The Sock Game, are you playing?
You might not have spent a great deal of money on your cycling socks compared to your bike and other kit, but some of us will have spent quite a bit of time thinking about our socks. The fact you have ‘cycling’ socks should probably emphasise my point. Socks are important. Play the sock game.
In Summer everyone can see your socks so factors such as length, and colour are very important. In Winter your socks are normally hidden under tights, but some feel the need to wear socks on the outside and this is a matter for debate in itself. The main consideration for Winter socks though, is whether they’re warm enough to get to the end of your ride without losing your toes.
Cyclists in general can be quite vain. Rightly so I think. We put in quite considerable effort to maintain our fitness so we can keep up with our mates. With that fitness comes the bonus that we often have quite shapely and well defined legs. This is just as well because the de rigueur clothing for our sport or hobby is form fitting lycra.
In Winter, tights and leg warmers keep our legs warm and supple. In Summer the cycling bib-short is the perfect platform for displaying our hard work. What better way to compliment those figure hugging shorts (which should also be an optimum length by the way, but more about that later) than to wear the perfect pair of socks.
There are four key areas that we need to look at. These are; materials, length, colour and what I’ll refer to as special features or unique selling points. Let’s start with materials.
Generally cycling socks are made of polyester or a similar synthetic material. This is because they are expected to get sweaty. Cotton absorbs sweat so that’s no good. Polyester wicks sweat away from the skin. This means you’re less likely to get chafing, blisters and fungal infections. They may be blended with lycra or elastane to make them nice and snug, and to further reduce movement and friction.
Merino has become popular and especially in socks designed for cold weather. It can also be interwoven with more elastic materials to improve fit. It’s also good at wicking sweat, staying warm when wet (think rain and overshoes), and has antibacterial properties.
For some great merino socks check out my preview/review on the MAAP Dot and Type socks. I’ve also seen bamboo charcoal fibres being used, in socks. If you saw my review on the Polaris bamboo base layer you’ll know bamboo fibres also produce quite a warm material with good wicking and anti-bacterial properties.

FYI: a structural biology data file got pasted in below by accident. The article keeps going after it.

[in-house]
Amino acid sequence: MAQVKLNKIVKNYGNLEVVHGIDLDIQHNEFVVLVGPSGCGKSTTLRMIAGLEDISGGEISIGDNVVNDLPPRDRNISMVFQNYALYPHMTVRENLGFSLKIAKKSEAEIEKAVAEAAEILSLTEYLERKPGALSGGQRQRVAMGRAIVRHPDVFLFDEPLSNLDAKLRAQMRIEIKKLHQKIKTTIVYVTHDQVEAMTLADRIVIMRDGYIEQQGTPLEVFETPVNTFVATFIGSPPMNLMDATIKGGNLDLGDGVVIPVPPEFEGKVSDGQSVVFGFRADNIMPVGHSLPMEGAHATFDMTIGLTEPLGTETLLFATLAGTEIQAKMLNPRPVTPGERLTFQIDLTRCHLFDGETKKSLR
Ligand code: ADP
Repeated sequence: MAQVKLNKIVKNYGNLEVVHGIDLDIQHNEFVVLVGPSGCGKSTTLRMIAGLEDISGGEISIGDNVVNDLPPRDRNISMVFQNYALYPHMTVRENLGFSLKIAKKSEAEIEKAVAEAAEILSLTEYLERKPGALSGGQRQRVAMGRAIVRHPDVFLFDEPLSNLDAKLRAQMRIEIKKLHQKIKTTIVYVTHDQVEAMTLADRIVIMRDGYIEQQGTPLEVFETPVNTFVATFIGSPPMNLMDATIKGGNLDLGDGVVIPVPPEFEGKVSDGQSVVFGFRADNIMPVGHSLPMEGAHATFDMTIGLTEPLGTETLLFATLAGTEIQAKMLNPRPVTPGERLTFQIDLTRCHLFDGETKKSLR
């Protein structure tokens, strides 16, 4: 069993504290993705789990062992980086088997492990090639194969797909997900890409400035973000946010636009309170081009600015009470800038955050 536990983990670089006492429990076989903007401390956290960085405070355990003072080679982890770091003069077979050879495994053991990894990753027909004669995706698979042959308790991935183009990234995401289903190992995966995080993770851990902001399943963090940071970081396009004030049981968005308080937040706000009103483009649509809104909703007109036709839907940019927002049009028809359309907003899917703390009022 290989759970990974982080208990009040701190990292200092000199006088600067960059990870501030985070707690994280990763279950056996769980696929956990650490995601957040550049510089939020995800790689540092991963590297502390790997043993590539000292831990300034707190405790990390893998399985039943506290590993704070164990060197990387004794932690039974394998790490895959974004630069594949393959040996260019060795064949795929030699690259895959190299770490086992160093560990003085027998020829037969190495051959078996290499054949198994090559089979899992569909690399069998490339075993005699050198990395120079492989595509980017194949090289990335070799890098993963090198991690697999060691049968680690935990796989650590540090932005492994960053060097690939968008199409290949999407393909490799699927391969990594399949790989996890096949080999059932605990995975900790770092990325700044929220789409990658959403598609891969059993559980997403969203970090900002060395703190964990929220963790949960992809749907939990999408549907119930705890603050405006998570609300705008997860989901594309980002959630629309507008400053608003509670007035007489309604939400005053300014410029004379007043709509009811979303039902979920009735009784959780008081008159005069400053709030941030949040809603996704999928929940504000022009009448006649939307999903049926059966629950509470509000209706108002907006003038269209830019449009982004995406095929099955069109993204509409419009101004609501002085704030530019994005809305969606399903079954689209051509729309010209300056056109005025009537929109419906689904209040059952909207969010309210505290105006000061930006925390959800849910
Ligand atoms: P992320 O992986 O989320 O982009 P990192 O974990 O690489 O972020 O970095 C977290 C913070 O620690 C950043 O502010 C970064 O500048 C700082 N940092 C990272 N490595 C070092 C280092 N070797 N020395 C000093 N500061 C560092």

There are also several companies making socks containing a waterproof membrane. Whilst waterproof socks are great in heavy rain, they need to be worn sparingly as even the better ones will have you sweating. Sweat and poor hygiene can cause fungal infections like athlete’s foot, so look after your feet and look for socks with anti-bacterial properties.
Length is a tricky issue as there are many schools of thought. Bradley Wiggins tends to wear socks halfway up his calf and although his sense of style is unquestionable off the bike, some think his socks are too long. I think there’s a bit of function over form so he can’t really be blamed because it seems to work. The Velominati, those ‘keepers’ of cycling etiquette, state in Rule 27 that you must wear socks and that they shouldn’t be too short or too long.
The UCI rules once stated that socks must be no higher than the mid-point between ankle and knee. This was to prevent aerodynamic gains and seems to have been dropped in the current rule book. The GB track pursuit squad in 2014/15 wore no socks at all! A generally acceptable length is around 5 to 6 inches, that’s 12.5 to 15 centimetres. For women the rules tend to be eschewed in favour of slightly shorter socks of around 2 to 4 inches, 5 to 10 centimetres. I’m not sure why this is, maybe they have shorter tibias? Maybe it’s just limited options from clothing manufacturers?
Colour is yet another battleground. The strict traditionalists will say they have to be white and refer you to one of their cycling heroes. In modern times the greats haven’t always worn white socks. I refer you to Team Sky who often wear black, but not always. I’m pretty sure white isn’t as popular in the wet or muddy races either, they’re very hard to keep clean!